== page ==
import 4.code.options;
import 4.code.about;

class Header{

public void title(){

String fullTitle = "/an/ - Animals & Nature";

public void menu();

public void board();

public void goToBottom();

public void refresh(a);

class Thread extends Board{
public void EmptyTitle(OP Anonymous){

String fullTitle = "EmptyTitle";
int postNumber = "2746514";
String image = "Turdus-migratorius-002.jpg";
String date = "07/12/18(Thu)01:51:15";
String comment = "Hey I could use some advice.

Some birds nested in my apartment corridor over a month ago. I saw the mom and dad bird rear four hatchlings.

It's been a little over a month since they've hatched and 3 out of the 4 siblings seemed to have permanently left the nest. I saw them come and go with increasing frequency.

However there is one hatchling left. They don't seem to have a lot of energy and just hangs out in the nest for the most part all day it seems. One of the parent's at least is still watching over the poor thing. Is there anything I can do to help?"

public void comments(){
if(Anonymous && title=="" && postNumber==2746544 && dateTime=="07/12/18(Thu)02:25:47")

"So you're saying it's spending part of the day in the nest and part out? Once fledged, it should be out. Realistically though, if a parent is parenting, it's doing a better job than you. No bird is going to spend too much resources on one chick when there are multiple clutches to be laid.";

if(Anonymous && title=="" && postNumber==2746925 && dateTime=="07/12/18(Thu)10:37:39")

>birds can be NEETs too"

if(Anonymous && title=="" && postNumber==2747592 && dateTime=="07/12/18(Thu)22:02:39")

I know shit about animals besides browsing /an/ but it sounds like its the runt. Not all the birds have to live, unless nature wanted an exponential amount of birbs.
like i said, i don't know shit, but this seems rational that runt = dead, and doesn't require your help"

if(Anonymous && title=="" && postNumber==2747604 && dateTime=="07/12/18(Thu)22:10:26")

But when humans take over the care of runts, which nature allows to die, they frequently grow to become large healthy specimens.

OP I say just keep an eye on things. I don't know how good a look you can get at the nest, but if he's not out within a few days of all his siblings there might be something wrong with him."

if(Anonymous && title=="" && postNumber==2747625 && dateTime=="07/12/18(Thu)22:19:36")

I really think there is. I don't think I've seen the nest empty at all today. I see one of the parent birds watching out for him but that's it."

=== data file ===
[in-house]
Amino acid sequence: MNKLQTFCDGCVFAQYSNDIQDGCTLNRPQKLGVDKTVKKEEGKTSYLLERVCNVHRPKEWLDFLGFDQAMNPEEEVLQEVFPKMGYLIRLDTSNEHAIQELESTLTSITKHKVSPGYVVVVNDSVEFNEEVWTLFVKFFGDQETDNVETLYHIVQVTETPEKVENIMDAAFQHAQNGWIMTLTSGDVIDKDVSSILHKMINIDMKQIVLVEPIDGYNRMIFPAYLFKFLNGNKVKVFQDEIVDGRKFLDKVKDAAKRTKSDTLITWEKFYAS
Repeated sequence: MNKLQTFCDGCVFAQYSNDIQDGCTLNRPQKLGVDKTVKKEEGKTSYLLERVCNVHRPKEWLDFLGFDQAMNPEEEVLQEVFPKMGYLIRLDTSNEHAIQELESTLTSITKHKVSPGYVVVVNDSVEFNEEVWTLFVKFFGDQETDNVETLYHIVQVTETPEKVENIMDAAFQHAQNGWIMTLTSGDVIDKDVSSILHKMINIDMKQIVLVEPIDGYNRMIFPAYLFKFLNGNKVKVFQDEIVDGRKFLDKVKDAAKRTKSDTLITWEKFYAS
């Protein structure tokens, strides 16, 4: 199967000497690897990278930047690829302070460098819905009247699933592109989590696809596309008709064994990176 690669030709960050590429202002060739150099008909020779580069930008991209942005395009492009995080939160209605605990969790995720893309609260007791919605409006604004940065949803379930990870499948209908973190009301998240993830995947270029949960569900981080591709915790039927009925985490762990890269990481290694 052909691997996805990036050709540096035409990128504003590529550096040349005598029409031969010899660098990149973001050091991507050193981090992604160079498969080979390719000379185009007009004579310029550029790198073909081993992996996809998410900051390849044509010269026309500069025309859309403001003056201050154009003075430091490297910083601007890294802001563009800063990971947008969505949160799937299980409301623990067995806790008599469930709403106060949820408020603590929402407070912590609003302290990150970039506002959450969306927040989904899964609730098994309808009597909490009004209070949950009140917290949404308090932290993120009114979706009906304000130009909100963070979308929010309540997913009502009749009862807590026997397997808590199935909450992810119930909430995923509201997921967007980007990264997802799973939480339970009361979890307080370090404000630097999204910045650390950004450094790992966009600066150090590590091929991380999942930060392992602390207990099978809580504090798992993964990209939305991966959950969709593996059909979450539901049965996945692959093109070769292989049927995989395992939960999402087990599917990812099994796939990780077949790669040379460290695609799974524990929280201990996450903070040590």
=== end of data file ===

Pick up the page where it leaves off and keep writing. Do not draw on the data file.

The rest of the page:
if(Anonymous && title=="" && postNumber==2747661 && dateTime=="07/12/18(Thu)22:43:20")

Maybe he just needs some extra time. Maybe now he's the only one left he will benefit from his parents undivided attention and become much stronger and healthier. If not, I say try and sneak a closer peak. He could be blind or have an infection or something.

You said he has successfully left and returned to the nest before?"

if(Anonymous && title=="" && postNumber==2747699 && dateTime=="07/12/18(Thu)23:27:15")

more than few times I've seen the nest completely empty

now the little guy stays there a lot now"

if(Anonymous && title=="" && postNumber==2747714 && dateTime=="07/12/18(Thu)23:41:31")


Then he must be perfectly mobile and there is no reason for you to interfere. Let nature take it's course. Hell, at this point it's possible you've been bamboozled and this is a second clutch or it is a common cuckoo chick which will often laze about taking continued parasite parent hand outs."

if(Anonymous && title=="" && postNumber==2747727 && dateTime=="07/12/18(Thu)23:52:37")

Could be its just being a brat and doesn't want to move out quite yet."

if(Anonymous && title=="" && postNumber==2747766 && dateTime=="07/13/18(Fri)00:22:30")


Yeah, that's why I suggested it could also be a cuckoo. They're biological turbo brats."

if(Anonymous && title=="" && postNumber==2747767 && dateTime=="07/13/18(Fri)00:28:42")

Do you know how to do a suplex"

if(Anonymous && title=="" && postNumber==2747787 && dateTime=="07/13/18(Fri)00:54:06")

i was thinking maybe the bird hurt himself or something. I never see him leave. None of the other sibling birds have returned. The bird looks more like a sparrow to me than a cuckoo but I haven't gotten close to it. I just got a glimpse of the head and tailfeathers and they look like the other sibilings and parents except for the orange breast"

if(Anonymous && title=="" && postNumber==2747794 && dateTime=="07/13/18(Fri)00:58:42")


Sounds like it could be a cowbird then. Same deal as the cuckoo. They'll stick around making host parents feed them. If it is a cowbird, don't be surprised if it spends another week on the ground being 4x the size of the parents but still making them feed it."

if(Anonymous && title=="" && postNumber==2748610 && dateTime=="07/13/18(Fri)18:11:54")

"Just an update. I got a closer look and it looks more like one of the parent robins more than the fledglings. I got my cell phone w/in 3 feet and the bird just started flying around and I just backed away.

I guess one of the parents is a NEET now or something"